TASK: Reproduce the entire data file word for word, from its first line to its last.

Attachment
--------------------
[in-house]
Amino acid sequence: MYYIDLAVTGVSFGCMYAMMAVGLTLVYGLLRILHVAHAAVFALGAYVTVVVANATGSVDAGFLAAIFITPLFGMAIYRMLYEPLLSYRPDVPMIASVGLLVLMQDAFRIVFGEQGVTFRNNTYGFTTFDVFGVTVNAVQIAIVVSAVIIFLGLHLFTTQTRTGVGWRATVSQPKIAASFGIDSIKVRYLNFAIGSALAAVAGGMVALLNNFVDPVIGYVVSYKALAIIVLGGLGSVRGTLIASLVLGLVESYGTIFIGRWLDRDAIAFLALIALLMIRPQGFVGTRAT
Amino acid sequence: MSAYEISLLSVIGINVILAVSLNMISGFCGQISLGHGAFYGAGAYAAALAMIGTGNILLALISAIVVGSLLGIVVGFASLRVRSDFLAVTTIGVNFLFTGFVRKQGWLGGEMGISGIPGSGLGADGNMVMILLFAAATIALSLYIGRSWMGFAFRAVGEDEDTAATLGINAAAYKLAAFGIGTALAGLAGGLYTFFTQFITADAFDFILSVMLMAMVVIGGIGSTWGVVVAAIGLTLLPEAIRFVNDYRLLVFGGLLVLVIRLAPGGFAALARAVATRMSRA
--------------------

[in-house]
Amino acid sequence: MYYIDLAVTGVSFGCMYAMMAVGLTLVYGLLRILHVAHAAVFALGAYVTVVVANATGSVDAGFLAAIFITPLFGMAIYRMLYEPLLSYRPDVPMIASVGLLVLMQDAFRIVFGEQGVTFRNNTYGFTTFDVFGVTVNAVQIAIVVSAVIIFLGLHLFTTQTRTGVGWRATVSQPKIAASFGIDSIKVRYLNFAIGSALAAVAGGMVALLNNFVDPVIGYVVSYKALAIIVLGGLGSVRGTLIASLVLGLVESYGTIFIGRWLDRDAIAFLALIALLMIRPQGFVGTRAT
Amino acid sequence: MSAYEISLLSVIGINVILAVSLNMISGFCGQISLGHGAFYGAGAYAAALAMIGTGNILLALISAIVVGSLLGIVVGFASLRVRSDFLAVTTIGVNFLFTGFVRKQGWLGGEMGISGIPGSGLGADGNMVMILLFAAATIALSLYIGRSWMGFAFRAVGEDEDTAATLGINAAAYKLAAFGIGTALAGLAGGLYTFFTQFITADAFDFILSVMLMAMVVIGGIGSTWGVVVAAIGLTLLPEAIRFVNDYRLLVFGGLLVLVIRLAPGGFAALARAVATRMSRA